set for him, could not help a slight laugh, as he said,
"Check-mate." Charlot rose in a fury, seized the rich and heavy
chess-board, and dashed it with all his strength on the head of
Baldwin, who fell, and died where he fell.
Frightened at his own crime, and fearing the vengeance of the
terrible Ogier, Charlot concealed himself in the interior of the
palace. A young companion of Baldwin hastened and informed Ogier of
the event. He ran to the chamber, and beheld the body of his child
bathed in blood, and it could not be concealed from him that Charlot
gave the blow. Transported with rage, Ogier sought Charlot through the
palace, and Charlot, feeling safe nowhere else, took refuge in the
hall of Charlemagne, where he seated himself at table with Duke Namo
and Salomon, Duke of Brittany. Ogier, with sword drawn, followed him
to the very table of the Emperor. When a cupbearer attempted to bar
his way, he struck the cup from his hand and dashed the contents in
the Emperor's face. Charles rose in a passion, seized a knife, and
would have plunged it into his breast, had not Salomon and another
baron thrown themselves between, while Namo, who retained his
ancient influence over Ogier, drew him out of the room. Foreseeing the
consequences of this violence, pitying Ogier, and in his heart
excusing him, Namo hurried him away before the guards of the palace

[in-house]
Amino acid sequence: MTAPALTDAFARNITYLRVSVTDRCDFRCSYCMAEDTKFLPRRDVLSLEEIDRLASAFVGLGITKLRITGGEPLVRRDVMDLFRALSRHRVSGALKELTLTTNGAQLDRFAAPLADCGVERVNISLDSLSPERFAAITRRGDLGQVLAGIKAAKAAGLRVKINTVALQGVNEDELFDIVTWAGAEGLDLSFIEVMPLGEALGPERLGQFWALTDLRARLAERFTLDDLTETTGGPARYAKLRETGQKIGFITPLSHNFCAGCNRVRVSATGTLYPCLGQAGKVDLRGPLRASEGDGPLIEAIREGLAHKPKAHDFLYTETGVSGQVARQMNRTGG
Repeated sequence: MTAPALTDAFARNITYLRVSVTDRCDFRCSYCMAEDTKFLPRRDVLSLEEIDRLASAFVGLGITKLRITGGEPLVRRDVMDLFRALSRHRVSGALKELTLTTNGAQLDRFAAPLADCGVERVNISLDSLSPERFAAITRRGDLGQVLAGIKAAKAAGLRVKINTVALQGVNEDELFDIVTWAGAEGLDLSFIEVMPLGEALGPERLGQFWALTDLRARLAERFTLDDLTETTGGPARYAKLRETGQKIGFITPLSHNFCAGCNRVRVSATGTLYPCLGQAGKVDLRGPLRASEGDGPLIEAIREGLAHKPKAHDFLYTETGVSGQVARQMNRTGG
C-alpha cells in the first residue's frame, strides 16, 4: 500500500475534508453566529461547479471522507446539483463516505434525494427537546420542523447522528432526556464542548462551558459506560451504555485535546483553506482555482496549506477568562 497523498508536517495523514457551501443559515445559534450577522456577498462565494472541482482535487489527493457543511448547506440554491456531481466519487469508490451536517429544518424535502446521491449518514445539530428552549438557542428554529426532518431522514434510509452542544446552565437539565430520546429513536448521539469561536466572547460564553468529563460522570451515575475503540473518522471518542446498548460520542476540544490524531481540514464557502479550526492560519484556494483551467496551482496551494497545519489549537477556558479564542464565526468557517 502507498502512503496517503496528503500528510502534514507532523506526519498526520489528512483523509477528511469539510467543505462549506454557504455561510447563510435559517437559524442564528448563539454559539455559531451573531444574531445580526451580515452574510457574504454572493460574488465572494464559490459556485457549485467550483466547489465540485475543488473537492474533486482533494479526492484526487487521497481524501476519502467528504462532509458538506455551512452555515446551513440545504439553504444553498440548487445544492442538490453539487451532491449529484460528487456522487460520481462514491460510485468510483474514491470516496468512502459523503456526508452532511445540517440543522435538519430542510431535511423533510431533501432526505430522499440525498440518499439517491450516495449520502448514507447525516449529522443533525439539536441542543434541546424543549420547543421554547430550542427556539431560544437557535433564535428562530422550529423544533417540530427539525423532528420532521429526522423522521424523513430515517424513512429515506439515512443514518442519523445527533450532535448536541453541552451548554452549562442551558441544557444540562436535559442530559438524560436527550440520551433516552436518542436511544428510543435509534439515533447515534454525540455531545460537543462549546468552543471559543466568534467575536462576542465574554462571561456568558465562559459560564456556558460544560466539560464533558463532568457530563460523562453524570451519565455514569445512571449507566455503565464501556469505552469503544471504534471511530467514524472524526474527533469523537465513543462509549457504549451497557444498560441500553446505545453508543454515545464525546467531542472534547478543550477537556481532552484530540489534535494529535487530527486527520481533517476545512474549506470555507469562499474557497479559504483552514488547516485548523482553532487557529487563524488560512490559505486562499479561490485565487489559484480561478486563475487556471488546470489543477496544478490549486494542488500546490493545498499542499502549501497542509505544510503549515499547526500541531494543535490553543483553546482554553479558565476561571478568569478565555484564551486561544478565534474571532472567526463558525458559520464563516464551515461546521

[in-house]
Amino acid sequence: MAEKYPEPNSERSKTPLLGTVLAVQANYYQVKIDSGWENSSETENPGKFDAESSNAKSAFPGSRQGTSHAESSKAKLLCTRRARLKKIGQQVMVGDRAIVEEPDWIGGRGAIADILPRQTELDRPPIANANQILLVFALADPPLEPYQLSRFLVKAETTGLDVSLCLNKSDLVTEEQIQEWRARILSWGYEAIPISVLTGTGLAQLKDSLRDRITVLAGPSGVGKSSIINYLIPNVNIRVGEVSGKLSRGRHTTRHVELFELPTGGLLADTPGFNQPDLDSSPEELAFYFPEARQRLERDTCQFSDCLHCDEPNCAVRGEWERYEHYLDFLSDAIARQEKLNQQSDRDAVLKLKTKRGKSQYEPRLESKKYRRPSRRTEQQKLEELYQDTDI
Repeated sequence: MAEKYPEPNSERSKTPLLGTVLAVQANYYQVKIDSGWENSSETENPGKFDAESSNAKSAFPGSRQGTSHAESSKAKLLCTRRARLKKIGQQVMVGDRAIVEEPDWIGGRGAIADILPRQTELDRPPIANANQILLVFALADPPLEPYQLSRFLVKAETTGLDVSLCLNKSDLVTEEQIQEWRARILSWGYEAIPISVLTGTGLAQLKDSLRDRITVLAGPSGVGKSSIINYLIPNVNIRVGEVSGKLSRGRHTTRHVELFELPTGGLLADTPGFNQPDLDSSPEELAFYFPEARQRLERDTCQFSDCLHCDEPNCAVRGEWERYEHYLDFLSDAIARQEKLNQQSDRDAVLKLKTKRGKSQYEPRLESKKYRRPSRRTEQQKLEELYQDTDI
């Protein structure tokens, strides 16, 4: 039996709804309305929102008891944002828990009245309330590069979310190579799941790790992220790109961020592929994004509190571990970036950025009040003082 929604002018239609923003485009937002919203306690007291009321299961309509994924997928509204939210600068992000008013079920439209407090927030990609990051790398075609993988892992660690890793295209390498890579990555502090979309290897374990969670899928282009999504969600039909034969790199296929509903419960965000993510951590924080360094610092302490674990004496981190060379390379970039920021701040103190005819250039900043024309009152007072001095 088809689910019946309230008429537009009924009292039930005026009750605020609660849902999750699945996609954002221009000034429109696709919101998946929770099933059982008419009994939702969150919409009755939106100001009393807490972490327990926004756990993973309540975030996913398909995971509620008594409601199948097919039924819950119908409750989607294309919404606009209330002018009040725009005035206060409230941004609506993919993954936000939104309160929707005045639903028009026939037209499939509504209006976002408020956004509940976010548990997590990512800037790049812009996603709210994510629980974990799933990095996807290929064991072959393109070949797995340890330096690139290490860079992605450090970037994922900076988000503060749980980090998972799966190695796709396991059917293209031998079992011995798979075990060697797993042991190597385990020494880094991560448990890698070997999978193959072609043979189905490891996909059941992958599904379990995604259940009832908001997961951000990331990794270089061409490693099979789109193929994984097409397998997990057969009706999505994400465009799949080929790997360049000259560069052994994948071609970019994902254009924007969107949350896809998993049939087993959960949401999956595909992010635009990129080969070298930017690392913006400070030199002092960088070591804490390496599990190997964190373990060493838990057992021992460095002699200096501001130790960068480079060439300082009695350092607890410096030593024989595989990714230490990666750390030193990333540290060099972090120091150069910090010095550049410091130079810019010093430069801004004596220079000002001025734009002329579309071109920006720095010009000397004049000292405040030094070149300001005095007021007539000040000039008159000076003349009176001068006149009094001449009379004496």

could arrest him, made him mount his horse, and leave Paris.
Charlemagne called together his peers, and made them take an oath to
do all in their power to arrest Ogier, and bring him to condign
punishment. Ogier on his part sent messages to the Emperor, offering
to give himself up on condition that Charlot should be punished for
his atrocious crime. The Emperor would listen to no conditions, and
went in pursuit of Ogier at the head of a large body of soldiers.
Ogier, on the other hand, was warmly supported by many knights, who
pledged themselves in his defence. The contest raged long, with no
decisive results. Ogier more than once had the Emperor in his power,
but declined to avail himself of his advantage, and released him
without conditions. He even implored pardon for himself, but
demanded at the same time the punishment of Charlot. But Charlemagne
was too blindly fond of his unworthy son to subject him to
punishment for the sake of conciliating one who had been so deeply
injured.
At length, distressed at the blood which his friends had lost in his
cause, Ogier dismissed his little army, and, slipping away from
those who wished to attend him, took his course to rejoin the Duke
Guyon, his brother. On his way, having reached the forest of Ardennes,
weary with long travel, the freshness of a retired valley tempted
him to lie down to take some repose. He unsaddled Beiffror, relieved
himself of his helmet, lay down on the turf, rested his head on his
shield, and slept.
It so happened that Turpin, who occasionally recalled to mind that
he was Archbishop of Rheims, was at that time in the vicinity,
making a pastoral visit to the churches under his jurisdiction. But
his dignity of peer of France, and his martial spirit, which caused
him to be reckoned among the "preux chevaliers" of his time, forbade
him to travel without as large a retinue of knights as he had of
clergymen. One of these was thirsty, and knowing the fountain on the
borders of which Ogier was reposing, he rode to it, and was struck
by the sight of a knight stretched on the ground. He hastened back,
and let the Archbishop know, who approached the fountain, and
recognized Ogier.